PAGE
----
EMMY FINE, Fort Bragg. Failure to appear, probation revocation.

Gibson, Gonzalez, Jackson

MARVIN GIBSON, Willits. Controlled substance, probation revocation.

JUAN GONZALEZ, Cloverdale/Ukiah. Concealed weapon in vehicle, loaded firearm in public, alteration of firearm ID.

ALEXANDER JACKSON, Ukiah. Ammunition, controlled substance while armed with loaded firearm, felon-addict with firearm, ghost gun, loaded handgun not registered owner, bringing controlled substances into jail.

Kidd, Knight, Luranhatt

JARED KIDD, Ukiah. Parole violation, probation revocation.

JANET KNIGHT, Redwood Valley. Probation revocation.

NOAH LURANHATT, Ukiah. Parole violation.

Magana, Powell, Rich

CARLOS MAGANA, Ukiah. Probation revocation.

CHRISTOPHER POWELL, Ukiah. DUI, suspended license.

STEVEN RICH SR., Ukiah. Controlled substance, parole violation.

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Plastic Pollution: The Environmental Danger

Friday evening April 8 KQED aired a story about the negative impact to the environment of discarded plastic bottles, containers and grocery bags.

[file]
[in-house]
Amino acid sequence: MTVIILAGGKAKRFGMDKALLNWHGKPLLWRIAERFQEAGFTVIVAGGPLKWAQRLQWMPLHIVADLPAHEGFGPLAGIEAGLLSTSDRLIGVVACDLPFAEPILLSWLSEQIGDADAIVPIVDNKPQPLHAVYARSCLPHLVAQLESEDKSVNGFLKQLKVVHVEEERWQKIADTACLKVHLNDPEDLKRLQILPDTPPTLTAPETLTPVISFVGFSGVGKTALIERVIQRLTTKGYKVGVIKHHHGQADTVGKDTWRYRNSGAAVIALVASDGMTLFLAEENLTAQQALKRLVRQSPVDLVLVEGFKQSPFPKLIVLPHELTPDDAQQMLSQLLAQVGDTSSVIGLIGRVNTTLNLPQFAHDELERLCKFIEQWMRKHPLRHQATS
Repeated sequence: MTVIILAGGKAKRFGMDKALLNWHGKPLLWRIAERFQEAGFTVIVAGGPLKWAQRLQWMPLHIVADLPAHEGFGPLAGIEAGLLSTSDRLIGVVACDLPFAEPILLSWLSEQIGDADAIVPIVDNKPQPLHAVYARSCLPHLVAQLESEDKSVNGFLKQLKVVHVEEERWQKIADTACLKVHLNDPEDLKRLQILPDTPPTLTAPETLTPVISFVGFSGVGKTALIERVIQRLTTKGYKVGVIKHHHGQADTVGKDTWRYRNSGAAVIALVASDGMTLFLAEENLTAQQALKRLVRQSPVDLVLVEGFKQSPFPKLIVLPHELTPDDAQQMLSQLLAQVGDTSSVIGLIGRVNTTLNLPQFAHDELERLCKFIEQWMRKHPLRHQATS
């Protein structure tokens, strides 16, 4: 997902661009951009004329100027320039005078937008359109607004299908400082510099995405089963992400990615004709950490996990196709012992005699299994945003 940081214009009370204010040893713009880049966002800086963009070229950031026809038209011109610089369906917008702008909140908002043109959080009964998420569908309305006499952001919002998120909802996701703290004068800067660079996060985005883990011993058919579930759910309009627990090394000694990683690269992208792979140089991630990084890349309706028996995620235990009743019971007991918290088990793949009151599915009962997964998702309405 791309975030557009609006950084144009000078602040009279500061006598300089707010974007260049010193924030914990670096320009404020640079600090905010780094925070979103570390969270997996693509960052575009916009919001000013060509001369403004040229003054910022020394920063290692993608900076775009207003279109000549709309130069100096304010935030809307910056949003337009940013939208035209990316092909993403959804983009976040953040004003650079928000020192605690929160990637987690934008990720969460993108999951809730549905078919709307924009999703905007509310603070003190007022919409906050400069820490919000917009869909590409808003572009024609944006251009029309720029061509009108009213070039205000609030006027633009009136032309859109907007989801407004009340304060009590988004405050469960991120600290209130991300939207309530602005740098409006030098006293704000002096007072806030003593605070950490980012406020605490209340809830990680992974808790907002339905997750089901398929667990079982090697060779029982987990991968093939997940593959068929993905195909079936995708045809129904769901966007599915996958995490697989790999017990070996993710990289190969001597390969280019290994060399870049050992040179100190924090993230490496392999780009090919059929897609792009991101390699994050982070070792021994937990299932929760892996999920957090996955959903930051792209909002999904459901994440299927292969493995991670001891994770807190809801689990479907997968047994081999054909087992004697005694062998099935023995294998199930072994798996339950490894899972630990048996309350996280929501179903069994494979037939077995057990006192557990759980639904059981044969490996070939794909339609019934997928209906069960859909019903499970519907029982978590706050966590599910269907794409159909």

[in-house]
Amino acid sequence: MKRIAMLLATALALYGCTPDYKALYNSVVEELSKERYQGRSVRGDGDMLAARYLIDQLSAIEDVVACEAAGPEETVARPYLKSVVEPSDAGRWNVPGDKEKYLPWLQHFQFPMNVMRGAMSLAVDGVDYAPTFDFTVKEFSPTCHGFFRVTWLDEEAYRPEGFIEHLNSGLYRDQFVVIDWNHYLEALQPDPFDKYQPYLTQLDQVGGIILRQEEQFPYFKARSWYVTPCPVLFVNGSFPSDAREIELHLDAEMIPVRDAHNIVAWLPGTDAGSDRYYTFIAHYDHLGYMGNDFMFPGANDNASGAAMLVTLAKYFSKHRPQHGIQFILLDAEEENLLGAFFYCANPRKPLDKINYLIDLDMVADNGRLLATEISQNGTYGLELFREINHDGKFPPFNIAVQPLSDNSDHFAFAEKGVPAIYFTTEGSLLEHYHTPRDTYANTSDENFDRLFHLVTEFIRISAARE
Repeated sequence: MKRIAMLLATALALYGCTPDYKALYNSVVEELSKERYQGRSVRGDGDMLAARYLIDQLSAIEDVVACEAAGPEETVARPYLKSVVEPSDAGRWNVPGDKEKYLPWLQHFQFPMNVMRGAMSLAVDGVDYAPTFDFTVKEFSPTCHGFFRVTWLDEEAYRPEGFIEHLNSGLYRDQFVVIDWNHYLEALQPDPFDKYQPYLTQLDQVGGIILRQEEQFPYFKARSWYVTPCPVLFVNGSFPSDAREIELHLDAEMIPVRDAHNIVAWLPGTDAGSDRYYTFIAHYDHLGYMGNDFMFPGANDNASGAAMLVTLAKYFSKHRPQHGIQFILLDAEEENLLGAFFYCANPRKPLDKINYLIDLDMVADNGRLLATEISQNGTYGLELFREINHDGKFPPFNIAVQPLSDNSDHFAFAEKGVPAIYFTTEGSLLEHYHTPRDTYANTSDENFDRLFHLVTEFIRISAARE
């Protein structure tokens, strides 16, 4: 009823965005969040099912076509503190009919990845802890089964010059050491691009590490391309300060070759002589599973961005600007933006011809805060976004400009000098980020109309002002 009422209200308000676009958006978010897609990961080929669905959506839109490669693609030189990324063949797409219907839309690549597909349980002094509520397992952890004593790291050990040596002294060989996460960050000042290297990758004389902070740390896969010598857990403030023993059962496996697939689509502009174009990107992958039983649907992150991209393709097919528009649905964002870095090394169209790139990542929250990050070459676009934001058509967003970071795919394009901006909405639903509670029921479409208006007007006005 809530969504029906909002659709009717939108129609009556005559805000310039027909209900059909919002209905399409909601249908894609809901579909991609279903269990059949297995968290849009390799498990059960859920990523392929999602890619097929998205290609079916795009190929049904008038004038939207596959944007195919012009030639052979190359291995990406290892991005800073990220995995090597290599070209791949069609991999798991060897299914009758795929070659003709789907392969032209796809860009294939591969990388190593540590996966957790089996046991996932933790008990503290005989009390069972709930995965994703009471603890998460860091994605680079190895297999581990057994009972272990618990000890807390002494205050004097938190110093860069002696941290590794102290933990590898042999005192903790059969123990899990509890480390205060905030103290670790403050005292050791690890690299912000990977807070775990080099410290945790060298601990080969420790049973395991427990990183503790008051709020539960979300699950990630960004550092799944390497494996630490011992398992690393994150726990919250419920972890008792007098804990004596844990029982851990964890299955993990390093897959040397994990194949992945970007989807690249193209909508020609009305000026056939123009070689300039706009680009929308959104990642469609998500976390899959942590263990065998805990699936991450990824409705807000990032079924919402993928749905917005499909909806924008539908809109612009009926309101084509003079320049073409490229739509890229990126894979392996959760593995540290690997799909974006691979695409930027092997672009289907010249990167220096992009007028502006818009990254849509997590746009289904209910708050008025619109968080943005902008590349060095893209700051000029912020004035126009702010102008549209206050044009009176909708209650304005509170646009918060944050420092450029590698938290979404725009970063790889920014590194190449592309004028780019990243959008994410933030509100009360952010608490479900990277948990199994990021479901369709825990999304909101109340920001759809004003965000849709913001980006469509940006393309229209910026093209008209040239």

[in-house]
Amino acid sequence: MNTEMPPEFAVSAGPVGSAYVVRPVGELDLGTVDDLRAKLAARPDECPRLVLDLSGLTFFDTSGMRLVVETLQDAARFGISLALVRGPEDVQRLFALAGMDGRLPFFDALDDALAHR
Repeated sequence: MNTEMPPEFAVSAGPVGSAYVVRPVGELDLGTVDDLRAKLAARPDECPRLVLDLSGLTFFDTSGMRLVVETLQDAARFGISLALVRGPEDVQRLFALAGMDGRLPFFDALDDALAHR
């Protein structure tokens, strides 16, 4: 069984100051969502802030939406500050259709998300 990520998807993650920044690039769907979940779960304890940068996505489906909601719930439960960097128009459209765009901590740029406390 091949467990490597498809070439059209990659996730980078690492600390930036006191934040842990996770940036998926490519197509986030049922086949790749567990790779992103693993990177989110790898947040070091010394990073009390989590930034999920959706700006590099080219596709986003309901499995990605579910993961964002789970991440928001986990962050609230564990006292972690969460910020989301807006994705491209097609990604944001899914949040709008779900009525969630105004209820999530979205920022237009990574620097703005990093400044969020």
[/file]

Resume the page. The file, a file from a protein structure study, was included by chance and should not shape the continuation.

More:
Despite being dead before our tiny planet could be dangerously impacted by discarded plastics now polluting our streams, rivers and oceans -- and assuming no technology silver bullet to correct nor significant change in human behavior and stricter government policies the reality (see below) bothered me to the point that I expressed in writing my concern to my Congressman. 

I forward my note to you, my friends, in the hope it might stimulate some thought to the problem and join me in trying my best to avoid buying, as difficult as that is, things with plastic.

Letter to my Congressman in December of 2020. 

Dear Mr. Huffman,